Kids Say Maybe to Alcohol and Cigarettes

Alcohol and cigarettes invoke mixed reactions from pre-adolescents

(RxWiki News) Tweens, or children aged 10-12, are among the most impressionable age groups, and currently they are decidedly ambivalent towards cigarettes and alcohol. What can be done to change their minds?

New research suggests that telling tweens to avoid cigarettes and alcohol won’t do the trick. Tweens implicitly know these substances are bad - however, they are easily overcome by social pressures.

"Talk about the dangers of cigarettes and alcohol with your children."

Roisin O'Connor, Ph.D., of Concordia University, and Craig Colder, Ph.D., of State University of New York at Buffalo, co-authored the study.

The team cites prevention as the reason for investigating the tweens attitude towards the substances. "We conducted this study to have a better understanding of what puts this group at risk for initiating substance use so we can be more proactive with prevention," said O’Connor. “We need to be concerned when kids are ambivalent because this is when they may be more easily swayed by social influences."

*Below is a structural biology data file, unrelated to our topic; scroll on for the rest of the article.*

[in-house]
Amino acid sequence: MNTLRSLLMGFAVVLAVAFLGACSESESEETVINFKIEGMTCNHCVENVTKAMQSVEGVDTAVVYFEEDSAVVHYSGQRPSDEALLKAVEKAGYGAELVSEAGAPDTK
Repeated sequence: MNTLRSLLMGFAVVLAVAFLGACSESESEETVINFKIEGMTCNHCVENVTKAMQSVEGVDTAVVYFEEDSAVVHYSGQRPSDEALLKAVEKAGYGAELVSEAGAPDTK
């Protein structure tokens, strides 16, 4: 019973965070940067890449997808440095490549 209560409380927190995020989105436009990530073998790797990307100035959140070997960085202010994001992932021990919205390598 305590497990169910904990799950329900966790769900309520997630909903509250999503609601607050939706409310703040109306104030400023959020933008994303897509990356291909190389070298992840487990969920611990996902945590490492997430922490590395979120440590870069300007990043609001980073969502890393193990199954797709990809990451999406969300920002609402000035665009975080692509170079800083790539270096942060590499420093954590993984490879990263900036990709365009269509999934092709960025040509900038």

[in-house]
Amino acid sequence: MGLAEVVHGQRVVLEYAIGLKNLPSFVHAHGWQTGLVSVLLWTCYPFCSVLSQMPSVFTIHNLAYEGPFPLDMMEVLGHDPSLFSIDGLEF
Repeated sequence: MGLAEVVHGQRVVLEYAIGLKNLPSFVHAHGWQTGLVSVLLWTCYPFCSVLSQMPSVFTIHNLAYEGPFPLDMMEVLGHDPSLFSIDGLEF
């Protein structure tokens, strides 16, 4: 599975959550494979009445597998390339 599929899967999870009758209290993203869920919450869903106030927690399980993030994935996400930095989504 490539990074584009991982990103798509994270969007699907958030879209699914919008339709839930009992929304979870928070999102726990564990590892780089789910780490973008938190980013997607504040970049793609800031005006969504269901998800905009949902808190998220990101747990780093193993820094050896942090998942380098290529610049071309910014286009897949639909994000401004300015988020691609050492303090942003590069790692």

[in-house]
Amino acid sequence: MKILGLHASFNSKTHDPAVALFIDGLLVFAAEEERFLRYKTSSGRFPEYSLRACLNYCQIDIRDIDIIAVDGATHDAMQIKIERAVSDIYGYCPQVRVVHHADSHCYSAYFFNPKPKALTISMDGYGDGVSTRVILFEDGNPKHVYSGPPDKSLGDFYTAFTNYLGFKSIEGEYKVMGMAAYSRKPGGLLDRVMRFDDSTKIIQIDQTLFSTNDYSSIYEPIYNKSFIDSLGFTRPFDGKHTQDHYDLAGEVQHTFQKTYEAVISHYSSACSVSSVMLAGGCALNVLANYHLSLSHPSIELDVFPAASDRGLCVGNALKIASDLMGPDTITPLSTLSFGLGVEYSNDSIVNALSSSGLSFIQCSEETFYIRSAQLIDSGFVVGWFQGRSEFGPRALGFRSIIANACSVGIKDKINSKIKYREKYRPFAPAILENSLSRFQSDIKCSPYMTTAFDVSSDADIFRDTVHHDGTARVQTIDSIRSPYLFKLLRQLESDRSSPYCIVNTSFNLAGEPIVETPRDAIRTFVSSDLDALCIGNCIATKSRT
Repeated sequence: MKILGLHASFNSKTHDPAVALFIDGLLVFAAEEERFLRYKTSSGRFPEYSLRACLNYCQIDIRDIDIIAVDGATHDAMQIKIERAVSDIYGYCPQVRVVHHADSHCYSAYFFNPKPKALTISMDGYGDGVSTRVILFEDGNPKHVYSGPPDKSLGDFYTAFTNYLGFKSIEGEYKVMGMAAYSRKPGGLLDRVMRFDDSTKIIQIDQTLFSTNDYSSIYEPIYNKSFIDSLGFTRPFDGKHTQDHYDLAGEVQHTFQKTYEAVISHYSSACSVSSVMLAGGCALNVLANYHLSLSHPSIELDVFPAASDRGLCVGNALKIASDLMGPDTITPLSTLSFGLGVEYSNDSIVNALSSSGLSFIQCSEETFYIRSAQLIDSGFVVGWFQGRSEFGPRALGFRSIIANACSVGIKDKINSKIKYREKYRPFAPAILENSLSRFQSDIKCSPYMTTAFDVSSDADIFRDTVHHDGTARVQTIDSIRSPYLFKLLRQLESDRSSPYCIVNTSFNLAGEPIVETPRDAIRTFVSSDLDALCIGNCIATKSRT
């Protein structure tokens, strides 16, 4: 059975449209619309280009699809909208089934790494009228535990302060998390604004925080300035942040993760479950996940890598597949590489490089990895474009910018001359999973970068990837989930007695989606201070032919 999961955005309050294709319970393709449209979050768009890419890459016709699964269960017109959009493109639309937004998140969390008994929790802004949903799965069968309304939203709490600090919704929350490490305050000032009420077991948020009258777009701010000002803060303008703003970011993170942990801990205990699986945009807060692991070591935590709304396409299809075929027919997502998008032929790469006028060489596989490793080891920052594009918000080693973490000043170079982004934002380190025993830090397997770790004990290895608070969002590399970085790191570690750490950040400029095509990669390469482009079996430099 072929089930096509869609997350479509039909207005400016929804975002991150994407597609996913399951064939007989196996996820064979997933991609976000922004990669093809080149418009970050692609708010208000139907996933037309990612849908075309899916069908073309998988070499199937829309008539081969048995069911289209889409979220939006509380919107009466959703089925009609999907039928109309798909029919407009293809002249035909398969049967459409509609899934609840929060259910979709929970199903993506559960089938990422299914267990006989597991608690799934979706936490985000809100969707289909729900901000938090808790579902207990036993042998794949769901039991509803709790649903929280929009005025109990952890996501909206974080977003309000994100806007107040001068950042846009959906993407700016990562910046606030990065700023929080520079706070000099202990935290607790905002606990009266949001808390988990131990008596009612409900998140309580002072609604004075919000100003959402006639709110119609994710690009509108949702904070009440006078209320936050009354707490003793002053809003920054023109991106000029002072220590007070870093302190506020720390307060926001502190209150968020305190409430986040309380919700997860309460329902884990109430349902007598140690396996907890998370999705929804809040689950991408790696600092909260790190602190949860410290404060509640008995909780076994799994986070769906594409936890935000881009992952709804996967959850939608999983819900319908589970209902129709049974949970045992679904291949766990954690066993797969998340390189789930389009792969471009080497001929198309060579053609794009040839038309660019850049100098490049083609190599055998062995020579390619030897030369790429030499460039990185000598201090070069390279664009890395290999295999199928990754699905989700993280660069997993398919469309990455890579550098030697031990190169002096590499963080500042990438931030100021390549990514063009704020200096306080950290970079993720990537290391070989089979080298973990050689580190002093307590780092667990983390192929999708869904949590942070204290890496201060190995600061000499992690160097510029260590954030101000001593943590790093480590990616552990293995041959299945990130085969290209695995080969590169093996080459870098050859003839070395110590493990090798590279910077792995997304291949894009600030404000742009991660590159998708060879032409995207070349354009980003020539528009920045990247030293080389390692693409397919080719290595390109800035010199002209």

Three hundred seventy eight children between the ages of 10 and 12 participated in a computer based test for the study. They were asked to place pictures of cigarettes and alcohol with negative or positive words that appeared on screen.

Depending on the trial and context, the substances may have been related to a positive or negative word.

The team relied on self-reporting to determine substance use by the tweens. Of the 378 participants, 168 reported having consumed alcohol (142 of these had parental permission). Only 13 reported having smoked a cigarette (all without parental permission).

“Using a mathematical formula of probabilities we were able to identify how often responses were answered with impulsive and thoughtful processes as they related to drinking and smoking," said O'Connor.

The study suggests that tweens have an automatic negative impulse towards cigarettes and alcohol, but they have the cognitive ability to overcome this negative bias - mostly driven by social pressures.

The next stop is to watch children over a longer period of time to see if there is a weakening in the negative attitude towards the substances as the tweens grow.

The study was published in the Journal of Studies on Alcohol and Drugs and was funded by the American National Institute on Drug Abuse. 

Review Date: 
March 16, 2012